How are pain and fat loss related? Part I - Indianapolis Fitness And Sports Training

How are pain and fat loss related? Part I

written by Jae Chung

Last week, I posted a TED talk on why dieting fails for most people. Next week, I’m going to talk about how pain and fat loss are related, but first we need to set the stage by talking about how pain works.

Have you ever wondered how someone could have “phantom limb pain” in an amputated arm? Or how a placebo can work for pain relief? Or how a soldier can get shot on the battlefield and not notice it until several hours later?

Have you ever noticed that your back pain or knee pain or headache can get worse if you’re having a bad day at the office, or a fight with your spouse, or if Justin Bieber is playing in the background?

Did you know that a large portion of people with a spinal disc injury experience no pain at all? And on the flip side, that a ton of people with back pain will get an MRI that shows perfectly healthy discs?

All pain is in the brain

This is because pain is controlled by the brain, not by “pain receptors” in your body. In fact, you don’t have any pain receptors. I repeat, there is no such thing as a pain receptor. All you have is a brain that picks up some signals from the body (like pressure, heat, etc.).

If your brain interprets some of those signals as a threat to your survival or your body, it creates the perception of pain to get you to stop doing that thing you’re doing (“don’t take another step on that sprained ankle — you’ll do more damage to that joint and then we won’t be able to hunting for impalas, okay?”), or to get you to pay attention to the injury.

If you look at pain this way, all of the questions I asked above aren’t so mysterious. Phantom limb pain is pain that your brain creates — and the fascinating thing is that your brain can create pain in a limb that doesn’t even exist! (In another TED talk, here’s neuroscientist VS Ramachandran talking about how he developed a cure for phantom limb pain by using a $3 device that he made himself.)

For that matter, pain from a gunshot wound is also a perception of pain that your brain creates in response to a perceived threat.

So all pain is “in your head.” This doesn’t mean that you’re imagining it, or that you’re making it up. It just means that your brain is perceiving a threat and is using a very effective tool to get you to notice the threat.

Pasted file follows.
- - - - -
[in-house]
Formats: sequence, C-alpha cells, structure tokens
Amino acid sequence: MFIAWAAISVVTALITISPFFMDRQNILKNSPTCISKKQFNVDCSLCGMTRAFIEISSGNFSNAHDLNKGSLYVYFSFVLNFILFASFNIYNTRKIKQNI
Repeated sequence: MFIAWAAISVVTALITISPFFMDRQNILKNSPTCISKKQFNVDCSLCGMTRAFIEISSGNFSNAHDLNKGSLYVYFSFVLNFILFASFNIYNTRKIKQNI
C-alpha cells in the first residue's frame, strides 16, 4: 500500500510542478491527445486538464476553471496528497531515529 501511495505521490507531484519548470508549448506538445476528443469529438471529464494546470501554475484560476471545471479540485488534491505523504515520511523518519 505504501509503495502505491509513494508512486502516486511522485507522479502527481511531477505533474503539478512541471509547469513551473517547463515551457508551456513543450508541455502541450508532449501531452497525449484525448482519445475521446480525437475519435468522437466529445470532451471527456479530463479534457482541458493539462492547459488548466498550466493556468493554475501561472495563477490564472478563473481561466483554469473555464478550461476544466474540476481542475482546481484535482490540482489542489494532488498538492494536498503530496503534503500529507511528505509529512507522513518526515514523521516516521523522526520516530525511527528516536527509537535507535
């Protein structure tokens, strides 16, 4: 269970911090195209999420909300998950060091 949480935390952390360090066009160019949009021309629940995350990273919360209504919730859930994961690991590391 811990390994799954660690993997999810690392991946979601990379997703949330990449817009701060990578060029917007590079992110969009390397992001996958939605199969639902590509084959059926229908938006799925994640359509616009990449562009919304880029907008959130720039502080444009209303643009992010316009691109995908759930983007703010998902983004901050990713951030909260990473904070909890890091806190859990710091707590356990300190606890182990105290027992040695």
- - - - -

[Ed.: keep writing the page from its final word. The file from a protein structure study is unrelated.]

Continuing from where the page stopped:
This is why your brain may choose not to create the perception of pain. If you’re a soldier in a firefight, your brain may decide that the minor gunshot wound in your shoulder isn’t really as big of a threat to you as the angry guys with grenade launchers who are aiming at you right now. So it’s not uncommon for soldiers not to notice that they’ve been shot until later, when the fighting has died down.

This is also why some people have a disc injury but no back pain. A compressed disc or even a bulging disc may not pose any perceivable threat to the system. This happens frequently enough that an MRI for back pain is really unnecessary in the majority of cases. In fact, it can be harmful if the MRI picks up a “disc injury” and you get shipped off for an unnecessary surgery that won’t make your back feel any better.

Finally, this explains how I had severe foot pain for eight years even though there was nothing wrong with the tissues of my feet. In my case, my brain perceived a threat (“you’re going to do some serious damage to your feet if you don’t sit down right now. Your glutes aren’t working so the calves and feet have to work overtime… why don’t you go take a seat over there and give them some rest? No? Well, I’m going to make your feet hurt so bad that you’ll have to sit down. HAHAHAHA”).

So to recap: pain is a perception created by the brain, in response to a set of signals that the brain interprets as a threat. In some cases, you may not feel pain even with a severe injury. In other cases, your brain can manufacture pain even if there is no tissue damage — this really sucks, by the way, when you are in pain and the doctor says “there’s nothing wrong with you. It’s all in your brain.”

Okay, stay tuned next week for Part II, where I’ll explore how we can use some of these concepts to attack the problem of fat loss without dieting!

Jae Chung

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